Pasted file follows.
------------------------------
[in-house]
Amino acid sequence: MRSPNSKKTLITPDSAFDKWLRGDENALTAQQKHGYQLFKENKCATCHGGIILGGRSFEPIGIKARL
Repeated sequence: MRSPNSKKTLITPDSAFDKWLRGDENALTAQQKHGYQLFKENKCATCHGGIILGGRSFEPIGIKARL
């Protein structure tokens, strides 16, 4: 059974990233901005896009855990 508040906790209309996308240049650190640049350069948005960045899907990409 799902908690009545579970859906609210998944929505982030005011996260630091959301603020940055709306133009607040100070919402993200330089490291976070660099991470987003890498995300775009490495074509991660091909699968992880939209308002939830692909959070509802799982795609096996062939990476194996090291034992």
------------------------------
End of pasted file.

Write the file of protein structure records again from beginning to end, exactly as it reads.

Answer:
[in-house]
Amino acid sequence: MRSPNSKKTLITPDSAFDKWLRGDENALTAQQKHGYQLFKENKCATCHGGIILGGRSFEPIGIKARL
Repeated sequence: MRSPNSKKTLITPDSAFDKWLRGDENALTAQQKHGYQLFKENKCATCHGGIILGGRSFEPIGIKARL
């Protein structure tokens, strides 16, 4: 059974990233901005896009855990 508040906790209309996308240049650190640049350069948005960045899907990409 799902908690009545579970859906609210998944929505982030005011996260630091959301603020940055709306133009607040100070919402993200330089490291976070660099991470987003890498995300775009490495074509991660091909699968992880939209308002939830692909959070509802799982795609096996062939990476194996090291034992």